Under a new proposal brought before the Dail yesterday by Communications Minister Pat Rabbitte, TD, homes and firms will be expected to pay a new broadcasting licence fee whether they own a TV or not. The rationale being applied is that they access State broadcaster RTÉ’s news and content on devices like PCs, smartphones and iPads.
I’ve a bad feeling about this one – it’s opening a Pandora’s box of issues.
The issue of whether people who owned PCs and had internet connectivity ought to pay a TV licence reared its head about the turn of the century. The moment it had flared up it was immediately denied.
Rabbitte’s predecessor in the communications portfolio, former minister Eamon Ryan, shortly before leaving office last year signalled it was time to perhaps abolish the existing TV licence regime and come up with an alternative structure to pay for public service news and broadcasting.
Within months of coming into office, Rabbitte sparked a debate about a possible internet tax based on his observation that young people are accessing their TV on devices that, well, aren’t really TVs, and his department intends to get to grips with the extent of this form of TV licence evasion.
Yesterday in Dail Eireann, Rabbitte pointed out that €25m in revenue is being lost each year through TV licence evasion.
A proposed levy to replace the €160 a year TV licence is expected to be imposed on properties whether or not there is a TV on the premises. This is based on a perception that they are accessing programmes via the internet on iPads and iPhones.
Granted, I’m a big fan of State broadcaster RTÉ’s website and various iPad and iPhone apps. Especially the iPad app for RTÉ Player, it’s sublime. RTÉ has done a fantastic job with its internet and catch-up digital content strategy.
But that does not mean my next-door neighbour gets his or her news or programming that way. This is a sweeping assumption by the State.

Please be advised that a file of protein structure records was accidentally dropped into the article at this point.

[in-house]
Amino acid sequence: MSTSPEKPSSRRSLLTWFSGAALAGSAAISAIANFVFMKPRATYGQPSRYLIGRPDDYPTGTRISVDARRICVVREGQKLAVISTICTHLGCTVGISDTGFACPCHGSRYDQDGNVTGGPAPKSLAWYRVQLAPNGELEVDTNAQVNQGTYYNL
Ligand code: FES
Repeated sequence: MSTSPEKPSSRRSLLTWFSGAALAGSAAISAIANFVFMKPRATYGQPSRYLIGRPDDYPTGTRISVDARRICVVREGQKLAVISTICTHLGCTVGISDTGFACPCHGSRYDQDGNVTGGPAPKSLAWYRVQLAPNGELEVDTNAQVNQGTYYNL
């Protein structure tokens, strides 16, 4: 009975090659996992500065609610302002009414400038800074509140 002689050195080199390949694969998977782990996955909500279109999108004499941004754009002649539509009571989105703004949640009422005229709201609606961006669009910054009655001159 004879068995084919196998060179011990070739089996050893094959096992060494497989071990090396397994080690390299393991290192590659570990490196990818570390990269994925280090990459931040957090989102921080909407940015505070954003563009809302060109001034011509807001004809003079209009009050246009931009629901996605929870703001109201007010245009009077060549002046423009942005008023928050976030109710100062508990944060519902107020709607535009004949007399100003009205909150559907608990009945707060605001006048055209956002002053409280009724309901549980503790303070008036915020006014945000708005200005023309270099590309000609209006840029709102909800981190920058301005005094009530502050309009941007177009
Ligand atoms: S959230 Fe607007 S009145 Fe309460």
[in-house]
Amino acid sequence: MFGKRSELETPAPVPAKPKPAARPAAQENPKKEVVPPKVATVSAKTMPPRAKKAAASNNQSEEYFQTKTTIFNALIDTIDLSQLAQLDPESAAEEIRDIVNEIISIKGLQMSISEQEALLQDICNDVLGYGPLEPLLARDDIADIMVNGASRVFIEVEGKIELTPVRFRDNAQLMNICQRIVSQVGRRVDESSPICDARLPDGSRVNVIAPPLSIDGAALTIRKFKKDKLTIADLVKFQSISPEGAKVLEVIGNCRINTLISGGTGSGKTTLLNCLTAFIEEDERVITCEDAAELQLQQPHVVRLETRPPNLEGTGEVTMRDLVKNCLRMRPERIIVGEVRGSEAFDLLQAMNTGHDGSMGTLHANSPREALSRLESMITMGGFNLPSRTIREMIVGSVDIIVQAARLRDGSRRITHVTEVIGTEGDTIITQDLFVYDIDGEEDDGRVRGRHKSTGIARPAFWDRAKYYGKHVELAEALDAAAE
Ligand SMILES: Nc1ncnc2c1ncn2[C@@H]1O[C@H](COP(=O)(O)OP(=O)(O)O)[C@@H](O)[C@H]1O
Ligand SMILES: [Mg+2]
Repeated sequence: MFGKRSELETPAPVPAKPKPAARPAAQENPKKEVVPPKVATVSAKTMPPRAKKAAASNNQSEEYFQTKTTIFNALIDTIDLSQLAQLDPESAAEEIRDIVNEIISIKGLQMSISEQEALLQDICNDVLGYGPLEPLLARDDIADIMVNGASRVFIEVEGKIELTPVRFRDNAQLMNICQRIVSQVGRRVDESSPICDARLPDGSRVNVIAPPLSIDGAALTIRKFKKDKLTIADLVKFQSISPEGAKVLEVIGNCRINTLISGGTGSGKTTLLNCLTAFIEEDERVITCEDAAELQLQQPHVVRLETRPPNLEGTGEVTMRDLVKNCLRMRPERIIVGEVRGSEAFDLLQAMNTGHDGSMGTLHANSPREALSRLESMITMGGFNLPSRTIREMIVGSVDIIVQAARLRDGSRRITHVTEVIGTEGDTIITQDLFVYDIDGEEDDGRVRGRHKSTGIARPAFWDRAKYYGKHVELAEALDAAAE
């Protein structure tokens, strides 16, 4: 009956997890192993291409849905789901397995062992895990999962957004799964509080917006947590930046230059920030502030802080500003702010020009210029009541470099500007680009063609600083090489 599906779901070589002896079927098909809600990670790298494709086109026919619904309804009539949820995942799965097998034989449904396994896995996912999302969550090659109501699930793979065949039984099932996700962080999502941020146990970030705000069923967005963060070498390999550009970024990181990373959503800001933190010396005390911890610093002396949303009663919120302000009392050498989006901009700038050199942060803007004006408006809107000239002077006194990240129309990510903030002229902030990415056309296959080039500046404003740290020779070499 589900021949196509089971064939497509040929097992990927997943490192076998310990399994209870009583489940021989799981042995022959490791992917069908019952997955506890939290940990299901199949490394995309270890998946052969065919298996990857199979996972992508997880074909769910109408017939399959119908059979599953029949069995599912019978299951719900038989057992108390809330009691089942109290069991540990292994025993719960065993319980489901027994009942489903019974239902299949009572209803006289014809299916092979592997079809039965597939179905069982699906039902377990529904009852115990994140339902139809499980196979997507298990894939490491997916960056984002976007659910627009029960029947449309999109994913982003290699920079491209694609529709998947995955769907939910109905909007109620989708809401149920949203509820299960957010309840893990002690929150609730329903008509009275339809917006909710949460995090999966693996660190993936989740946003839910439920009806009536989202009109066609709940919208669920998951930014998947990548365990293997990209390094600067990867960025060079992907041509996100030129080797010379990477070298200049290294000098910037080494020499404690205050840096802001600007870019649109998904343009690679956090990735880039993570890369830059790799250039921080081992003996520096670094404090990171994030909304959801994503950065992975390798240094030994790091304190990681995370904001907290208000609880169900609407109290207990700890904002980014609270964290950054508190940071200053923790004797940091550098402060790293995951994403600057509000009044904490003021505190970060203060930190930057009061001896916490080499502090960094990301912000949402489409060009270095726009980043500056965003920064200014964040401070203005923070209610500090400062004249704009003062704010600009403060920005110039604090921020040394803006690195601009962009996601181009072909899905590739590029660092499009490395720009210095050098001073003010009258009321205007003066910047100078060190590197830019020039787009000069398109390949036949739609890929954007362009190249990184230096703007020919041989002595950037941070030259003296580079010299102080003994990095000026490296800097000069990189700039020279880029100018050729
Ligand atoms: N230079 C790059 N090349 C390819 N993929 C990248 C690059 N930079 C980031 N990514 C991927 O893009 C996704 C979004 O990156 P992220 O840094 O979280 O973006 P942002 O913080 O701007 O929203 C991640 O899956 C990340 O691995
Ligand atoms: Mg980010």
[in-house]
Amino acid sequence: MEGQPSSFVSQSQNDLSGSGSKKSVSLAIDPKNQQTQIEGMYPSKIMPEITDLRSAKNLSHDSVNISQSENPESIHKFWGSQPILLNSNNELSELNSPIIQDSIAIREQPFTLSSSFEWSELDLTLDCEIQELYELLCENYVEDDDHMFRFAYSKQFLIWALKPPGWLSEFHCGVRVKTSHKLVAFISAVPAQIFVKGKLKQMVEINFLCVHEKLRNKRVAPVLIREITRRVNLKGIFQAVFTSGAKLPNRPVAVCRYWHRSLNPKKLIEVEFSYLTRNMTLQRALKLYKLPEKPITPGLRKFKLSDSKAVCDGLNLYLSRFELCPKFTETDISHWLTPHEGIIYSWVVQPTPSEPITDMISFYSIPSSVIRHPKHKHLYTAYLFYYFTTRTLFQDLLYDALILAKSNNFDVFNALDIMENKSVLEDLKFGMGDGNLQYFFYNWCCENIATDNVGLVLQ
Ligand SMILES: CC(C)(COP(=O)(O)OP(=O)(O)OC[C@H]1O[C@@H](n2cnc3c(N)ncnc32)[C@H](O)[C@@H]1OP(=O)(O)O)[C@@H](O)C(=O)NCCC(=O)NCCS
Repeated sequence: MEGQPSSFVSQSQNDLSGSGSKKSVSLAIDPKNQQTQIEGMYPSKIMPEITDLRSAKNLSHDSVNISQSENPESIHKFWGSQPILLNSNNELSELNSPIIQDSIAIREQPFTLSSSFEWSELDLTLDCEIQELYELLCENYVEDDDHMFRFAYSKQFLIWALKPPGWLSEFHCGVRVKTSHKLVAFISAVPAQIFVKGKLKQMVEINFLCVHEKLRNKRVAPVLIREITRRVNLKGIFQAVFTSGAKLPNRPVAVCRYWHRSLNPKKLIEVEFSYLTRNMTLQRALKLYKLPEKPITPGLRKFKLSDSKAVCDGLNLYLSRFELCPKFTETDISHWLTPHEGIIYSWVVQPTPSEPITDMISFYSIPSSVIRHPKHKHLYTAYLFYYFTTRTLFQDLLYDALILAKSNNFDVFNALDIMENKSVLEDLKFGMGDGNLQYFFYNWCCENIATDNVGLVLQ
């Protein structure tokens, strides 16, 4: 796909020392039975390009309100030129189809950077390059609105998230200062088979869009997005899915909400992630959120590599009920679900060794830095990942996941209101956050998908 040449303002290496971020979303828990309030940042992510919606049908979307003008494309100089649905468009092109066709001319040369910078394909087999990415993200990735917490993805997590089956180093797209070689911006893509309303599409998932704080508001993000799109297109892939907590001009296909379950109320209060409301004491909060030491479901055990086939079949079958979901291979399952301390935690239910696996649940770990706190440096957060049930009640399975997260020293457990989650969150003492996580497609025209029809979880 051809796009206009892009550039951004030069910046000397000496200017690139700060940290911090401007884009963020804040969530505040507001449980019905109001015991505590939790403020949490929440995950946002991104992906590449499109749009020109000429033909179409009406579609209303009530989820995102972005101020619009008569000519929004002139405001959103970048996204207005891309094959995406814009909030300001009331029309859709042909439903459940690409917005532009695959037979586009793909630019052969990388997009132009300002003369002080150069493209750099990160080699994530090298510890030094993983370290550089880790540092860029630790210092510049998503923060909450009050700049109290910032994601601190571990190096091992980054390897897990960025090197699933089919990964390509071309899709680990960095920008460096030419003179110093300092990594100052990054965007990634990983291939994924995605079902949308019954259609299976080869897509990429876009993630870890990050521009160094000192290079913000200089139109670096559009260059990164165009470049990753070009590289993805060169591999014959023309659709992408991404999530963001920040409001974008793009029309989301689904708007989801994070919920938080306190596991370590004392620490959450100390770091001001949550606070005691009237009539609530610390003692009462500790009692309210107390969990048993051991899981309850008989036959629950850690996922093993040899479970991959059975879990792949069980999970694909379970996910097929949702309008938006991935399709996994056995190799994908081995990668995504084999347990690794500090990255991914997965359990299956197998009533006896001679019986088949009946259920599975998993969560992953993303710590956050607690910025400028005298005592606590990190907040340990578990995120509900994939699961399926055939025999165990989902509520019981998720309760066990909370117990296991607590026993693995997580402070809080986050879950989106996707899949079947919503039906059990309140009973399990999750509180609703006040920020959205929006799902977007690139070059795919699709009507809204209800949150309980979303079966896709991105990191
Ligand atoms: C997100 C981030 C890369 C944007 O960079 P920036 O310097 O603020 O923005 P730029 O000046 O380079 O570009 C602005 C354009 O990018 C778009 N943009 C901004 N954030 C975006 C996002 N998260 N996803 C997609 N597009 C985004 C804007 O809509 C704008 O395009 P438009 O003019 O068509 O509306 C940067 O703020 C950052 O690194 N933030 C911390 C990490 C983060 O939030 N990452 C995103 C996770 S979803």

The idea of an internet tax to pay for the State broadcaster could be very unpopular if you conclude that the internet is an international phenomenon and has opened up a world of information – people can get news from anywhere, from blogs, from social networks and any number of overseas broadcasters or newspapers.
The measure will only serve to fan the flames of anger groups like the National Newspapers of Ireland (NNI), hold for RTÉ’s dual-funding model of TV licence revenues and advertising, not to mention revenues it gains from the internet, too.
And for a country like Ireland that is home to the international wings of many of the world’s biggest internet companies, the notion of taxing people for simply accessing the internet may send out the wrong signal.
Taxing the internet
Last week, the EU said that for every offline job that was lost, 2.6 new jobs can be created in the online economy.
A levy that is imposed on people who don’t own a TV but based on the assumption that they – if they were inclined – can get their news or programmes from the State broadcaster via the web is nothing more than an internet tax.
It would be hard to dress it up any other way. You can’t put lipstick on a pig. It’s an internet tax.
In Finland, the government there made international headlines after declaring high-speed broadband access a legal right.
Ireland should be concerned more about making similar pronouncements and being seen as progressive in the digital age, not being panned internationally as the one country in the world that taxed its people for accessing the internet.
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